# Maxwell's equations

1. Apr 9, 2005

### robert25pl

I want to make sure that I understand this good.
Given E and B are possible in a region of free space (J=0) only if $$\triangledown \times E=0$$ and $$\triangledown \cdot B = 0$$

2. Apr 9, 2005

### dextercioby

That $\vec{B}$ needs to be stationary (time independent)...Else $\vec{E}$ would not be a purely potential-derived field.

Daniel.

3. Apr 9, 2005

### robert25pl

I have this two equations:

$$E=3\sin(3z-6t) \vec{k}$$
$$B=- \frac{1}{15} \sin(3z-6t) \vec{j}$$

So what should I do first?

4. Apr 9, 2005

### dextercioby

Verify whether such a field configuration satisfies the eqn-s

$$\nabla\cdot\vec{B}=0$$

$$\nabla\times\vec{E}=-\frac{\partial \vec{B}}{\partial t}$$

Isn't this what u're supposed to do?

Daniel.

5. Apr 9, 2005

### Staff: Mentor

That depends on the question you're supposed to be answering.

6. Apr 9, 2005

### robphy

"Free space" means $$\rho={\color{red}0}$$ and $$\vec\jmath={\color{red}\vec 0}$$.
So, in two of Maxwell's Equations, this means that
$$\nabla \cdot \vec E=\rho ={\color{red}\ 0}$$ and
$$\nabla \times \vec B=\vec \jmath + \frac{\partial \vec E}{\partial t}={\color{red}\ \vec 0} + \frac{\partial \vec E}{\partial t}$$.
Of course, [from the other two equations] we must always have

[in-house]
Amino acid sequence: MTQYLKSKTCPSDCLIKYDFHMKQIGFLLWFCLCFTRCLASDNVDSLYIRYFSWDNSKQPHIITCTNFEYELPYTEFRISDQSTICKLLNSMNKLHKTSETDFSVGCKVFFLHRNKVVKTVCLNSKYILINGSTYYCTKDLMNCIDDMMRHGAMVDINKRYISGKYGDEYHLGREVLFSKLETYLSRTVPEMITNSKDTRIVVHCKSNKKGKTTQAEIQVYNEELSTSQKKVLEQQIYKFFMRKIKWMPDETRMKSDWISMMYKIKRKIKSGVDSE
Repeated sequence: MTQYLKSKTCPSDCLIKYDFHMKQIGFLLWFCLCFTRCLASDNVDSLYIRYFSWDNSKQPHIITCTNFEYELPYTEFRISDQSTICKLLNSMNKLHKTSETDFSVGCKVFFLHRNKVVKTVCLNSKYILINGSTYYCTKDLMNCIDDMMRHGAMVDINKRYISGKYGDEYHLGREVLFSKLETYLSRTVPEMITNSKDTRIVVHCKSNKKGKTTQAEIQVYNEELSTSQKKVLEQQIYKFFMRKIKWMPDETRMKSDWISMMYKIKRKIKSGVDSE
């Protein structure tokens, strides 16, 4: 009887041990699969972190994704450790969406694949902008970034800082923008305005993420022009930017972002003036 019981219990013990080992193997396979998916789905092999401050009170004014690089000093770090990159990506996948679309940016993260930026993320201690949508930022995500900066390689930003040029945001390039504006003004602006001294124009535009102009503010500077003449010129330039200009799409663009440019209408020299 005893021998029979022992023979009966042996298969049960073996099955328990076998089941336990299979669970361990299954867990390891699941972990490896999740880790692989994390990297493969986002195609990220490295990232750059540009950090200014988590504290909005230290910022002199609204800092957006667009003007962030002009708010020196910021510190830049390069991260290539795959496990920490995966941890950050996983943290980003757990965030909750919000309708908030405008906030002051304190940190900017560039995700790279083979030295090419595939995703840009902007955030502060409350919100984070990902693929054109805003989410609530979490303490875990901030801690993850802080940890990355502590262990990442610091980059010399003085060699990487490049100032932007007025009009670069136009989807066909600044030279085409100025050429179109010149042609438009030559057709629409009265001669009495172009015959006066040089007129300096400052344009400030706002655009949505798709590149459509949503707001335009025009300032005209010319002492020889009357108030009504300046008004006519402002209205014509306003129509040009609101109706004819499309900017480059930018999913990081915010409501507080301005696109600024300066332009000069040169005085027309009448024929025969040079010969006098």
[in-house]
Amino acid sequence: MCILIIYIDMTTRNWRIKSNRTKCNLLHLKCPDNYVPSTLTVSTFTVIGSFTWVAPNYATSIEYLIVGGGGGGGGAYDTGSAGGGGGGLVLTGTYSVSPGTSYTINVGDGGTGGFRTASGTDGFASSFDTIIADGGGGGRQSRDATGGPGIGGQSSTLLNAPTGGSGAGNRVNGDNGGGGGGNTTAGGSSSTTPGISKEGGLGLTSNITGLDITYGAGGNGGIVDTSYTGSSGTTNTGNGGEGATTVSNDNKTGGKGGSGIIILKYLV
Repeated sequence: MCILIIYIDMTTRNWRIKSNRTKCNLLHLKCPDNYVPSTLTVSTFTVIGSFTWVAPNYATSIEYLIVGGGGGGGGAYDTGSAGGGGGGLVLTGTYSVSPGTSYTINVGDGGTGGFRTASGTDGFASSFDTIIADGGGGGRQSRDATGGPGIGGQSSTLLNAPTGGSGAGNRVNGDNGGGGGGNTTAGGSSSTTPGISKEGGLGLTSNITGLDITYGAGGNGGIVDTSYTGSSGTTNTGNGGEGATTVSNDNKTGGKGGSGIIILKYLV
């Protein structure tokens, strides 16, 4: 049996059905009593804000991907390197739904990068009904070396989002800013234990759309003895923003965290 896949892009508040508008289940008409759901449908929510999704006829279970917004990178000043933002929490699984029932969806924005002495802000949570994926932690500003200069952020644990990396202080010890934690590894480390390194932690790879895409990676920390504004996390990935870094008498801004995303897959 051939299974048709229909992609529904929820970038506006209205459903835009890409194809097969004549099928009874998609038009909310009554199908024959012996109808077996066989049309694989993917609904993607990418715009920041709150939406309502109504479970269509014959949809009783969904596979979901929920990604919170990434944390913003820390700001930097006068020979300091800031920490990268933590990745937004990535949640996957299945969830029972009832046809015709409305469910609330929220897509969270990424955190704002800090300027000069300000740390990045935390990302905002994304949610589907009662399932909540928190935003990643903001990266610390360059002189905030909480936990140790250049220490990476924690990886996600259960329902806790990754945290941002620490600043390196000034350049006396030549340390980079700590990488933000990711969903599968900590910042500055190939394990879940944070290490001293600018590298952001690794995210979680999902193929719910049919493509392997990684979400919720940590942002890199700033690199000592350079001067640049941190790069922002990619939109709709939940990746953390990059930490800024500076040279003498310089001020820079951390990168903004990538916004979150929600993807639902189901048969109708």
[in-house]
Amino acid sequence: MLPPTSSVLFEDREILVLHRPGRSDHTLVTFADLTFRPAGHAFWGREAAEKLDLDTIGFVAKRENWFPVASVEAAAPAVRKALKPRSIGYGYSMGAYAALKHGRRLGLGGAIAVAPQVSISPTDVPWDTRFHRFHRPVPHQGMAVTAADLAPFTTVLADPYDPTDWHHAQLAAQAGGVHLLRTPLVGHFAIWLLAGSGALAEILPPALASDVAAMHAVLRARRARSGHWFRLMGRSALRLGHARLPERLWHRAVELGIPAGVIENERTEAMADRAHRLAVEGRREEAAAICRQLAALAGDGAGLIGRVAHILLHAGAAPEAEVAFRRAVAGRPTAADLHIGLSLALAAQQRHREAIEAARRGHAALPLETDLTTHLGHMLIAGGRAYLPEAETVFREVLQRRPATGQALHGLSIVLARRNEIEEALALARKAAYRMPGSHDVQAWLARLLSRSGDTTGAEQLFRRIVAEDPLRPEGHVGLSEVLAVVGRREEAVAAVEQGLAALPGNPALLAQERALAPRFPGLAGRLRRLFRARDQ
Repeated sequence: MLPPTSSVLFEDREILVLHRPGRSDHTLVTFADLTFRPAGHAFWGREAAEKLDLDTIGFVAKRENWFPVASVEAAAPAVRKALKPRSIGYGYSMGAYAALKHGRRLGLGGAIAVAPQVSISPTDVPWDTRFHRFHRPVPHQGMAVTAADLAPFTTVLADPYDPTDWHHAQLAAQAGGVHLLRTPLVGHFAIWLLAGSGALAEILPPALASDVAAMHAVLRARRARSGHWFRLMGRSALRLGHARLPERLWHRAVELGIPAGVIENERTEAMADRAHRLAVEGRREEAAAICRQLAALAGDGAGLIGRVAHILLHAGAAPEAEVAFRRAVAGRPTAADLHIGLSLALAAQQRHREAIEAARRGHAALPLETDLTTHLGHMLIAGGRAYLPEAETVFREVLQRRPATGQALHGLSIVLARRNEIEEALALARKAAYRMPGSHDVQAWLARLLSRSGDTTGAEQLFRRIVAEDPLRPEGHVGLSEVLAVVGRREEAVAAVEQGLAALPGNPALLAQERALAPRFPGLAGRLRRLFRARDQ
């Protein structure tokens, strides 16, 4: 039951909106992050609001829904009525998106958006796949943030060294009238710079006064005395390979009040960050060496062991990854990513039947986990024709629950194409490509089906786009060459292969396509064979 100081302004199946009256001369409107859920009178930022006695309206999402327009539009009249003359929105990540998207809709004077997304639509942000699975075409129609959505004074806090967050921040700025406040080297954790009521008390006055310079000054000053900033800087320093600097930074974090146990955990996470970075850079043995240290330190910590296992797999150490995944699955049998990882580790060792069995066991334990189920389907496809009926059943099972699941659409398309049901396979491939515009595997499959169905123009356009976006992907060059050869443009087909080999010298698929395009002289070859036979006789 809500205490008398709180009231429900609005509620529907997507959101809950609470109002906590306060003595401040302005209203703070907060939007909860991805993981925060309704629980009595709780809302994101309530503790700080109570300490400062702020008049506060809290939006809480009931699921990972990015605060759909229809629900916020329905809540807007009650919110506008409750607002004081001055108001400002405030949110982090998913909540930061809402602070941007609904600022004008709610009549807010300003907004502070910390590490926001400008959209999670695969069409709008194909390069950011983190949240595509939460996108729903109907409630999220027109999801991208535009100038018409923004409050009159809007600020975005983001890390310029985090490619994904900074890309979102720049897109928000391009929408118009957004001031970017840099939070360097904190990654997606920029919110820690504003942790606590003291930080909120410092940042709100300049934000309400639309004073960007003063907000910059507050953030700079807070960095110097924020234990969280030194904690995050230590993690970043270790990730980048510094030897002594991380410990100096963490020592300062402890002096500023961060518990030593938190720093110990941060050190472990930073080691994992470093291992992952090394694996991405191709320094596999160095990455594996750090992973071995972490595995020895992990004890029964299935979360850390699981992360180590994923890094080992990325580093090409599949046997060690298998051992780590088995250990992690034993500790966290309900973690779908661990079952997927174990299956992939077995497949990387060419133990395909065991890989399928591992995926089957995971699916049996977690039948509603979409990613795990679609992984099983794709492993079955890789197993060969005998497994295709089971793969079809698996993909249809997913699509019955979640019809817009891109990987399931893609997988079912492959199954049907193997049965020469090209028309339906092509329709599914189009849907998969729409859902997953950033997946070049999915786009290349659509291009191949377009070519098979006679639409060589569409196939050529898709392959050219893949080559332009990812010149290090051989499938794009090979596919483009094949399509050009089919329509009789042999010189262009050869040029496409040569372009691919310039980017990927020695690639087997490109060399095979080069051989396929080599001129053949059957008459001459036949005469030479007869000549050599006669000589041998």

$$\nabla \cdot \vec B= 0$$ and
$$\nabla \times \vec E= -\frac{\partial \vec B}{\partial t}$$

Last edited: Apr 9, 2005
7. Apr 9, 2005

### Nylex

What?! When we were taught Maxwell's equations in free space, we were told that: $$\nabla \cdot \vec E=\frac{\rho}{\epsilon_{0}}$$, as free space meant in air not in any sort of medium.

8. Apr 9, 2005

### robphy

So, maybe term I should have used is "source-free".

9. Apr 9, 2005

### robert25pl

$$\nabla\cdot\vec{B}=0$$ I verified that

$$\nabla\times\vec{E}=\left|\begin{array}{ccc}\vec{i }& \vec{j} &\vec{k}\\\frac{\partial}{\partial x}& \frac{\partial}{\partial y}& \frac{\partial}{\partial z}\\ 0 & 0 & 3\sin (3z-6t) \end{array} \right|$$

$$\triangledown \times E$$ gave me 0 and $$-\frac{\partial \vec{B}}{\partial t} =- \frac{2}{5} \cos(3z-6t) \vec{j}$$

I think this wrong?

Last edited: Apr 9, 2005
10. Apr 9, 2005

### jdavel

robert,

You say:

divB = 0, I agree

curlE = 0, I agree

-dB/dt = (-2/5)sin(3z - 6t)j, I think you've got a mistake here

11. Apr 9, 2005

### dextercioby

Should be a "cos" there.

Daniel.

12. Apr 9, 2005

### robert25pl

$$\frac{\partial \vec{B}}{\partial t} =-\frac{2}{5} \cos(3z-6t) \vec{j}$$
So $$\nabla \times \vec E= -\frac{\partial \vec B}{\partial t}$$
are nor equal and they are not possible in region of space?

13. Apr 9, 2005

### dextercioby

That's that.It is not possible.They should identically solve every equation from Maxwell's system...

Daniel.